28 August 2013
Armstrong and Sunday Times settle legal fight
The Sunday Times has successfully negotiated an out of court settlement with former professional road racing cyclist Lance Armstrong in relation to the return of over £1 million in libel damages and costs incurred in 2004.
Nine years ago, the Texas-born athlete sued the newspaper in relation to an article written by David Walsh, which suggested the cyclist had lied and cheated his way to repeated success in the prestigious Tour De France multiple-stage race.
In addition to suing the publication, the 41-year-old also launched legal action against both Mr Walsh and the paper’s former deputy sports editor Alan English.
Two years later, the Sunday Times opted to settle the case, with Armstrong awarded £300,000 in libel damages.
However in the intervening years, an in-depth investigation by the US anti drugs agency revealed that Armstrong had in fact been involved in what was described in 2012 as “the most sophisticated doping conspiracy” ever witnessed in the sport.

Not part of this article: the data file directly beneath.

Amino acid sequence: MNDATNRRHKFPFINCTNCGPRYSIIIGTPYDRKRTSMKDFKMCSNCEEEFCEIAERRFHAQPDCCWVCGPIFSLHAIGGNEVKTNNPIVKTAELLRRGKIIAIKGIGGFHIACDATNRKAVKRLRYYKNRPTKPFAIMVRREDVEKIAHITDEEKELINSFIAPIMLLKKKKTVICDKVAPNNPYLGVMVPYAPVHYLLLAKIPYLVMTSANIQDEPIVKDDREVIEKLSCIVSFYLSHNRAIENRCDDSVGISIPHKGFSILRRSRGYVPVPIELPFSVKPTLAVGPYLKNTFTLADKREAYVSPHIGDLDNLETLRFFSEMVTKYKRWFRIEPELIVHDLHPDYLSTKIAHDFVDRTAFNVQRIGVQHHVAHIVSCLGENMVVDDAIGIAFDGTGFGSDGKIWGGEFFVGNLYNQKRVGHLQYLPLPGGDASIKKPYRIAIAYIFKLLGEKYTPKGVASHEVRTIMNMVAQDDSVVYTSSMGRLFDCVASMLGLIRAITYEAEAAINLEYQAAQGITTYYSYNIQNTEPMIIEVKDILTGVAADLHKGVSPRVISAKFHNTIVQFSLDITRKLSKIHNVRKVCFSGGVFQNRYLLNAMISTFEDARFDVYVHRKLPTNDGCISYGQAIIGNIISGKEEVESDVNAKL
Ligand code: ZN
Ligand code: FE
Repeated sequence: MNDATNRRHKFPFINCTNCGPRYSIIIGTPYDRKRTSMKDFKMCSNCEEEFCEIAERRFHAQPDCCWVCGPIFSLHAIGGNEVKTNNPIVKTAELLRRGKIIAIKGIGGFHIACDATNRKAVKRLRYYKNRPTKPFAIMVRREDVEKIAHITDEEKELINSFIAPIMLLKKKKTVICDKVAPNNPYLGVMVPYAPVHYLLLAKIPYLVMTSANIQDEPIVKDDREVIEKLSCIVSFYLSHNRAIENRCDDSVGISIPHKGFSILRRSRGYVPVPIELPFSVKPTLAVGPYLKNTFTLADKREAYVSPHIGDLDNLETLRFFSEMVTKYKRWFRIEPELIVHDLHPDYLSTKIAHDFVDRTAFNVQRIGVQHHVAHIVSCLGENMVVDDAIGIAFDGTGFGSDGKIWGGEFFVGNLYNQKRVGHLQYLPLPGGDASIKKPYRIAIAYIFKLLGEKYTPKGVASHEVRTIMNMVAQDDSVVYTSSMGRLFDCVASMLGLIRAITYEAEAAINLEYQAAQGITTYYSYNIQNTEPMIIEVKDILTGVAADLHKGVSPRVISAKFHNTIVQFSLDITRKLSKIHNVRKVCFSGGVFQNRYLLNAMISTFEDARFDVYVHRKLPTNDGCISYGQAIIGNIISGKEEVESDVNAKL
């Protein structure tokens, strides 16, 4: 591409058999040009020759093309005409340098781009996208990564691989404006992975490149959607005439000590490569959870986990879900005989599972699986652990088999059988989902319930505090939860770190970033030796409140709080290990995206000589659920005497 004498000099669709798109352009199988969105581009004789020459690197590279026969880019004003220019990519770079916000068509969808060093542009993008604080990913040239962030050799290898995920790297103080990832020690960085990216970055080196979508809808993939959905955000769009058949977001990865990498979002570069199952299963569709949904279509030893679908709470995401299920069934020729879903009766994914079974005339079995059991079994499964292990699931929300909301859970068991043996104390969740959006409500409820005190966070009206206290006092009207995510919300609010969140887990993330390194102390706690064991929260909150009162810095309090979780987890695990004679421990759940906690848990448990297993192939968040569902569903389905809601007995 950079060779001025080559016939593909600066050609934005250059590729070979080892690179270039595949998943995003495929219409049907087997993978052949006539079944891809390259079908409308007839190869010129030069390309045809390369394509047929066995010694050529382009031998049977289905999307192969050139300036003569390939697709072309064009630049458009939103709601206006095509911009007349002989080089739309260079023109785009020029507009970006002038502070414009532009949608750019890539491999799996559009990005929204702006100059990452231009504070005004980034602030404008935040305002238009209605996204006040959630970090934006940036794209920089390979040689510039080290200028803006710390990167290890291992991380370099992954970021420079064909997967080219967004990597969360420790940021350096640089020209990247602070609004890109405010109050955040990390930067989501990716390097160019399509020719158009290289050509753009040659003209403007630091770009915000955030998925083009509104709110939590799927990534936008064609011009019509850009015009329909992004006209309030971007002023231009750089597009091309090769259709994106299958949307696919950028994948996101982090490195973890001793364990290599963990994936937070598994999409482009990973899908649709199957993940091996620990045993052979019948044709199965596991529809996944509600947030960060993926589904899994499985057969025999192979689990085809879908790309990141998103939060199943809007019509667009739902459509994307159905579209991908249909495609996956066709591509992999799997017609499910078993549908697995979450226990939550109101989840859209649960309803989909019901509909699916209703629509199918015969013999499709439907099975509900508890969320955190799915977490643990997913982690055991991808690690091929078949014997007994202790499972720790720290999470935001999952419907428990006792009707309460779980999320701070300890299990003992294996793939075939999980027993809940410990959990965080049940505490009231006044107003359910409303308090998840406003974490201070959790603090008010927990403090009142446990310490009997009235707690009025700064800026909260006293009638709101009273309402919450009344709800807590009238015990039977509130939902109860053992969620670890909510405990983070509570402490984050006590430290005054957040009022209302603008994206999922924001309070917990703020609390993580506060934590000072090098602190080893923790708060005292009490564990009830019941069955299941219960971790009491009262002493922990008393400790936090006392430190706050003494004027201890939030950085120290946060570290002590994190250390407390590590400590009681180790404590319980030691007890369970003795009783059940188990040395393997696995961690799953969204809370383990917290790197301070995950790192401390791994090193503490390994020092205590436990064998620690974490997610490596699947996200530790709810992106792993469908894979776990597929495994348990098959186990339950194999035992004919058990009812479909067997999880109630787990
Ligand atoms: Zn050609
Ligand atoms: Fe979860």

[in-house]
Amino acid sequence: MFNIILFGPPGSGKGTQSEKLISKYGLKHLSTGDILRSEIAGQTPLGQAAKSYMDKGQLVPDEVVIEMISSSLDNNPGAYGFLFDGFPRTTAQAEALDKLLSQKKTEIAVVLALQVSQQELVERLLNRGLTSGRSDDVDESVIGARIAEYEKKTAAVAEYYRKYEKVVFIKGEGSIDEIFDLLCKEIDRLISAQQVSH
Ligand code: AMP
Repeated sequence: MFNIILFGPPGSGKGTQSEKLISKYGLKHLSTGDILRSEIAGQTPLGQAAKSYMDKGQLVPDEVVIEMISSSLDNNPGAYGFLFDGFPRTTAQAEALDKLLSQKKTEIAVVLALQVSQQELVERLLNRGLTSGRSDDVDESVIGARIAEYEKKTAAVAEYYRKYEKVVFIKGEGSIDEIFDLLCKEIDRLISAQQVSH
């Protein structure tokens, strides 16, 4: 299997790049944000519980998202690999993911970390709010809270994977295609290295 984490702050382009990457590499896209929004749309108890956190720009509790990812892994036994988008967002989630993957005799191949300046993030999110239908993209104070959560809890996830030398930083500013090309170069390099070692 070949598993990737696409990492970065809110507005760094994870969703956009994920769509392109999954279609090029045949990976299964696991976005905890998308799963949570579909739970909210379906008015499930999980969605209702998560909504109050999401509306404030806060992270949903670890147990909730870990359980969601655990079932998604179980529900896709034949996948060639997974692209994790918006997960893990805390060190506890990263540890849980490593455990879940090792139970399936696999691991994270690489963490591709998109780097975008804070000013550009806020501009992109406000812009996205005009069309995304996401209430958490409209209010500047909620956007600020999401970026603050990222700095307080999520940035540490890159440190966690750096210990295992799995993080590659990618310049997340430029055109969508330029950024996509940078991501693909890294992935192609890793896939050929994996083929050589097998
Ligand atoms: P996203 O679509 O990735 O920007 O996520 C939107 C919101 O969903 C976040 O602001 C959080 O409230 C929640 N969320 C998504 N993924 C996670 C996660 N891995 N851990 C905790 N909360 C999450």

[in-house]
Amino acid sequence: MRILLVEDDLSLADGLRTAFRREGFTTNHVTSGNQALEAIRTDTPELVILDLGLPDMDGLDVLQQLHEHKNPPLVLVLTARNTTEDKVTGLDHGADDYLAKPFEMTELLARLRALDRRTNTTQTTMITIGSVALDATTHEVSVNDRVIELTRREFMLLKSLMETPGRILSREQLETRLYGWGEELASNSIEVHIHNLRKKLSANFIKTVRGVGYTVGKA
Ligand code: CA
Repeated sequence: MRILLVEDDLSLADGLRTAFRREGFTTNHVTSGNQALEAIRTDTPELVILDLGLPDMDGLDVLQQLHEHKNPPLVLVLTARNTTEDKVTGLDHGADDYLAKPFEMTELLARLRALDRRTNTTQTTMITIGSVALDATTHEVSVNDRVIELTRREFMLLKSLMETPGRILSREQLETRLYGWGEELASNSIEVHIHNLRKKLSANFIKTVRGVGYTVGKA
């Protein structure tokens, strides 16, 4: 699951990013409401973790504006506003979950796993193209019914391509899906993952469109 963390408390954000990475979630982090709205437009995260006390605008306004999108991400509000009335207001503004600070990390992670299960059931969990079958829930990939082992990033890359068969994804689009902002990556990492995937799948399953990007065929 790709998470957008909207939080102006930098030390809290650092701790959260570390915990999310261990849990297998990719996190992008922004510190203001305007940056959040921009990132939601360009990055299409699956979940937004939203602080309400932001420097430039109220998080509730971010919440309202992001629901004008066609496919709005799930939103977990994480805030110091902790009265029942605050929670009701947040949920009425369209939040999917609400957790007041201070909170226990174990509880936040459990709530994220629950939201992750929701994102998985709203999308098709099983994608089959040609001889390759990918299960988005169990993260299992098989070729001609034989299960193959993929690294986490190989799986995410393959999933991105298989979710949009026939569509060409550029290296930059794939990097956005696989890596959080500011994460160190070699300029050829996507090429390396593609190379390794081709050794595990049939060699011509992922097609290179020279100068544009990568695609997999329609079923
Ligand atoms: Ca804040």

The Texan was subsequently stripped of his record-breaking seven Tour De France wins, despite his continued refusal to accept guilt for his actions.
As the pressure began to mount on the one-time sporting icon, there were increasing calls for him to step forward and admit to what had been going on.
This culminated in a special two-part interview with Oprah Winfrey in which Armstrong confessed that the frequent denials and refusal to accept responsibility for doping his way to victory had been part of a shadowy web of lies concocted by the disgraced champion.
In the intervening months, Armstrong has face a barrage of lawsuits and claims from sponsors and other organisations that gave him financial backing and sponsorship deals during his incredible ascendancy to the top of the sport.
Among those to launch such actions were the Sunday Times, which sued for both the money previously paid to Armstrong and a further £720,000 in costs.
That situation looks to have been resolved now, with the paper issuing a statement confirming they had “reached a mutually acceptable final resolution to all claims against Lance Armstrong.”
The figure behind the settlement remains confidential, but it is unlikely to be the last involving the cyclist.
By Chris Stevenson